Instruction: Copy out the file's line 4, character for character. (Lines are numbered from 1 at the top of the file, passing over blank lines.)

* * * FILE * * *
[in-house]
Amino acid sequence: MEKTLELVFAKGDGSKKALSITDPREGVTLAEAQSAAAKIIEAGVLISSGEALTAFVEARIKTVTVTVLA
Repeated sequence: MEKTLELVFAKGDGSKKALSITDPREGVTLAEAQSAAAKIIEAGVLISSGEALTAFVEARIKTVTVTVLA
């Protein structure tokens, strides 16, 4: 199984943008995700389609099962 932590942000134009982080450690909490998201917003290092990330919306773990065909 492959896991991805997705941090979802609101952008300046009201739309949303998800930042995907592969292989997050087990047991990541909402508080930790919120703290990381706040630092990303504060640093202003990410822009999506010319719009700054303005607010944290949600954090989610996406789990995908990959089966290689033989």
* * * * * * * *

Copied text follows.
């Protein structure tokens, strides 16, 4: 199984943008995700389609099962 932590942000134009982080450690909490998201917003290092990330919306773990065909 492959896991991805997705941090979802609101952008300046009201739309949303998800930042995907592969292989997050087990047991990541909402508080930790919120703290990381706040630092990303504060640093202003990410822009999506010319719009700054303005607010944290949600954090989610996406789990995908990959089966290689033989």